Drawing: John Harrison, English Clock maker, from Wikimedia Commons.
Our chosen profession often involves navigating thousands of miles in just a few hours, something that was impossible to do without a navigator with a book of tables and a sextant.
Sea going captains relied on the sun and stars for navigation. By measuring the length of day, from the sun's highest point in the sky from one day to the next, the ship's latitude could be judged. Pendulum-based clocks were almost up to the task. Longitude posed a similar problem, but local noon had to be compared to noon at a known location, usually the departure port. Clocks needed to keep accurate time for months to do this. That's where English clock maker John Harrison came in, inventing just such a clock. His first is now at the Royal Observatory in Greenwich. (Photo from Wikimedia Commons.)
What follows comes from the references shown below. Where I think it helpful, I've added my own comments in blue.
History of Lines of Latitude and Longitude
[Sobel, page 2]
- Lines of latitude and longitude began crisscrossing our world view in ancient times, at least three centuries before the birth of Christ. By A.D. 150, the cartographer and astronomer Ptolemy had plotted them on the twenty-seven maps of his first world atlas. Also from this landmark volume, Ptolemy listed all the place names in an index, in alphabetical order, with the latitude and longitude of each — as well as he could gauge them from travelers' reports. Ptolemy himself had only an armchair appreciation of the wider world. A common misconception of his day held that anyone living below the Equator would melt into deformity from the horrible heat.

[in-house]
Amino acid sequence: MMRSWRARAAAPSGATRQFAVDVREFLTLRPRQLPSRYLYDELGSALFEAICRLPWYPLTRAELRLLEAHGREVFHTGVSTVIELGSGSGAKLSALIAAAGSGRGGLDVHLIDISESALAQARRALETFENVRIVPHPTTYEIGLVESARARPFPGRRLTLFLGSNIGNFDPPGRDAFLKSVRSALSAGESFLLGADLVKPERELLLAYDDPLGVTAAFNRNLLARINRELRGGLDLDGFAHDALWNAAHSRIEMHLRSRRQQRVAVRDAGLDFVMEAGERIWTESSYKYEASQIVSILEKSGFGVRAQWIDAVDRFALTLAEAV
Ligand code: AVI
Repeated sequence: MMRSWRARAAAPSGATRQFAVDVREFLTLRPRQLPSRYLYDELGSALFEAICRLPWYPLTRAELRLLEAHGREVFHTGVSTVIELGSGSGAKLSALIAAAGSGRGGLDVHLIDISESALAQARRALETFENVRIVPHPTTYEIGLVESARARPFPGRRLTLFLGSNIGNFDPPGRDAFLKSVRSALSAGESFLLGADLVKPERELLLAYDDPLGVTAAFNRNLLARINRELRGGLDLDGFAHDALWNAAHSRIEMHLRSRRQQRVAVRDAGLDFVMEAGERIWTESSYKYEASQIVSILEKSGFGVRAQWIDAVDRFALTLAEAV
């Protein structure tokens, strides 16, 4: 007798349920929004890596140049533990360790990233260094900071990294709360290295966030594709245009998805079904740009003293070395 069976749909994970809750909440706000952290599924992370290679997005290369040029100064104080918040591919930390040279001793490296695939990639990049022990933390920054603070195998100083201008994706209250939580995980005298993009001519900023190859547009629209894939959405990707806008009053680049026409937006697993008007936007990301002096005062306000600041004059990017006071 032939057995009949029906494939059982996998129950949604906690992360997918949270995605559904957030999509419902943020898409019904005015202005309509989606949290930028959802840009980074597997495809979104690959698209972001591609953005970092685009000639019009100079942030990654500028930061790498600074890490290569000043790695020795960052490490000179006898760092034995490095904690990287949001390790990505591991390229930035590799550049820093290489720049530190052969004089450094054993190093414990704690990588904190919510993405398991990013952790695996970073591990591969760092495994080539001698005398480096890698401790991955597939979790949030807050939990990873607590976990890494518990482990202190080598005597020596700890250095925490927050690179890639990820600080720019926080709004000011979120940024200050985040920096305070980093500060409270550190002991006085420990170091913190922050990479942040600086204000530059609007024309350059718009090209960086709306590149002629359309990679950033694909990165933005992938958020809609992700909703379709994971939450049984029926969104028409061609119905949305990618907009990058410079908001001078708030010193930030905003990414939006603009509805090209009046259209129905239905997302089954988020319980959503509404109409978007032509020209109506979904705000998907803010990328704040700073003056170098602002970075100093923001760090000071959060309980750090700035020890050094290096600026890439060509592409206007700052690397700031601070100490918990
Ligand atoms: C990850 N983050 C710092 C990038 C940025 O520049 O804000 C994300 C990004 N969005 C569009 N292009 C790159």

- The Equator marked the zero-degree parallel of latitude for Ptolemy. He did not choose it arbitrarily but took it on higher authority from his predecessors, who had derived it from nature while observing the motions of the heavenly bodies. The sun, moon, and planets pass almost directly overhead at the Equator. Likewise, the Tropic of Cancer and the Tropic of Capricorn, two other famous parallels, assume their positions at the sun's command. They mark the northern and southern boundaries of the sun's apparent motion over the course of the year.
- Ptolemy was free, however, to lay his prime meridian, the zero-degree longitude line, wherever he liked. He chose to run it through the Fortunate Islands (now called the Canary & Madeira Islands) off the northwest coast of Africa. Later map makers moved the prime meridian to the Azores and to the Cape Verde Islands, as well as to Rome, Copenhagen, Jerusalem, St. Petersburg, Pisa, Paris, and Philadelphia, among other places, before it settled down at last in London. As the world turns, any line drawn from pole to pole may serve as well as any other for a starting line of reference. The placement of the prime meridian is a purely political decision.
Figure: Latitude lines, from Wikimedia Commons, Pearson Scott Foresman.
[Sobel, page 2]
- The zero degree parallel of latitude is fixed by the laws of nature.
- Any sailor worth his salt can gauge his latitude well enough by the length of the day, or by the height of the sun or known guide stars above the horizon. Christopher Columbus followed a straight path across the Atlantic when he "sailed the parallel" on his 1492 journey, and the technique would doubtless have carried him to the Indies had not the Americas intervened.
A good inertial reference system can deduce its latitude by the spinning of the earth and will detect a pilot entry error that disagrees with the sensed motion.
Figure: Planes of the Earth, from AFM 51-40, figure 2-3.
[AFM 51-40, page 2-3.]